Egypt Erupts—What Comes Next?

By Dr. Lynn Reaser

The Middle East was not even on the radar screens of the world’s economic and political elite recently gathered in Davos to ponder global challenges.  Suddenly all eyes have focused on the explosive unfolding of events in Egypt.

The drive for President Hosni Mubarak to resign have been triggered by both economic and political forces.  Rapidly rising food and energy prices have compounded the distress of the poor and middle class.  Political reaction to thirty years of autocratic rule have been even more important.  The toppling of Tunisa’s government encouraged opposition forces in Egypt to take action.

Equal to only about the size of the state of Missouri, Egypt is a small country.  It also is an insignificant oil producer.  Yet, Egypt’s future is important for a numbers of reasons.  First, it controls the Suez Canal and an important pipeline which serve as important transit routes for oil.  Second, Egypt is the only country in the region aside from Jordan that has worked to achieve peace with Israel.  Third, efforts to overthrow authoritarian governments could spread to other Middle East countries, jeopardizing the supply of oil.  Fourth, civil unrest could move to countries in other regions, including China in Asia and Venezuela in Latin America.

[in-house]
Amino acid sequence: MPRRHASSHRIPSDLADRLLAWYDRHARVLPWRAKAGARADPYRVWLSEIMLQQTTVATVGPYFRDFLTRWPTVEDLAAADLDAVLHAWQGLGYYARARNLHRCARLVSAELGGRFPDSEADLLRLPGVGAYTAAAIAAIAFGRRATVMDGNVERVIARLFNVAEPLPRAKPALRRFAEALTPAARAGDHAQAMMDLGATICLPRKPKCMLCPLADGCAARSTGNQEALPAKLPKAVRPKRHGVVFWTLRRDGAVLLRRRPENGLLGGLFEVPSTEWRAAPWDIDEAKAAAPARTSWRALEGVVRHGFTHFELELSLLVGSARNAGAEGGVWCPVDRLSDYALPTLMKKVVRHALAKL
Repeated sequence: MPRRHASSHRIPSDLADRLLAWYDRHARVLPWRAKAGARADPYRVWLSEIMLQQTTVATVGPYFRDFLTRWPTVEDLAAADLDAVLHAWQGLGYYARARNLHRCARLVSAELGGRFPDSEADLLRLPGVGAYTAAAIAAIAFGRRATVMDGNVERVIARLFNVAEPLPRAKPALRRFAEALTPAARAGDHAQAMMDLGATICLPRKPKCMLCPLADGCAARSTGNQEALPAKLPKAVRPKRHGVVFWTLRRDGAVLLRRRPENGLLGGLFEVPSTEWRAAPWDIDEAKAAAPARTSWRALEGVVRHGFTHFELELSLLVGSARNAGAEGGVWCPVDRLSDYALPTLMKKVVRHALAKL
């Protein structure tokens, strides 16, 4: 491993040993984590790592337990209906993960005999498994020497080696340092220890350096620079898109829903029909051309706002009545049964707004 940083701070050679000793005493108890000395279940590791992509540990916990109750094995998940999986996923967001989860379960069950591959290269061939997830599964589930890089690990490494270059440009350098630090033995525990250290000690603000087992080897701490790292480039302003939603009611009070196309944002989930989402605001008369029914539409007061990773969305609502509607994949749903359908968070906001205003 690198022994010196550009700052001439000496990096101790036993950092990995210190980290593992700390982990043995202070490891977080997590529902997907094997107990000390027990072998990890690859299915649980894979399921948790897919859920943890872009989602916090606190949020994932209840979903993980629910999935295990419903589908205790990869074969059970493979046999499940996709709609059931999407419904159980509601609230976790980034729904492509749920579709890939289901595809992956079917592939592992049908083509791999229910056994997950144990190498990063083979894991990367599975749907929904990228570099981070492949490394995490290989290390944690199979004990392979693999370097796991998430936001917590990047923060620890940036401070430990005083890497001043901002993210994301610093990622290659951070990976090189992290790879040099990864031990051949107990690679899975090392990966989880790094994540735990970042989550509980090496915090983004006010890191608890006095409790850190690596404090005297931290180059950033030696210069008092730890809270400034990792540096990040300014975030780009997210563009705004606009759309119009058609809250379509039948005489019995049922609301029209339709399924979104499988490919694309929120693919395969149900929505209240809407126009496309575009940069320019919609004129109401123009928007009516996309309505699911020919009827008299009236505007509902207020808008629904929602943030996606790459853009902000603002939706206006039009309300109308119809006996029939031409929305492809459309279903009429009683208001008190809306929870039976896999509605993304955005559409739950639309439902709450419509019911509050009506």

Surprisingly, the U.S. stock market has continued to move higher despite the turmoil and increases in the price of oil to more than $100 a barrel in terms of the benchmark, Brent crude oil, traded in London.  Investors have quickly moved out of emerging markets to European and American markets, perceived as holding less risk.

Developments during the next few days and weeks will be critical.  President Mubarak’s leadership is holding talks with the opposition and has acquiesced to some of their demands, including the freeing of political prisoners.  Clearly some time is now required.  An immediate election might find the Muslim Brotherhood as the only viable opposition party, which could lead to a “Sunni Iran”.  More time could allow more parties to organize and build support for their candidates.

As tourism plummets, while foreign and domestic capital flees the country, public support for the protests could dwindle.  This could set the stage for a more peaceful transition of governments, with the military continuing to control the conflict.

But for now, nothing is assured.


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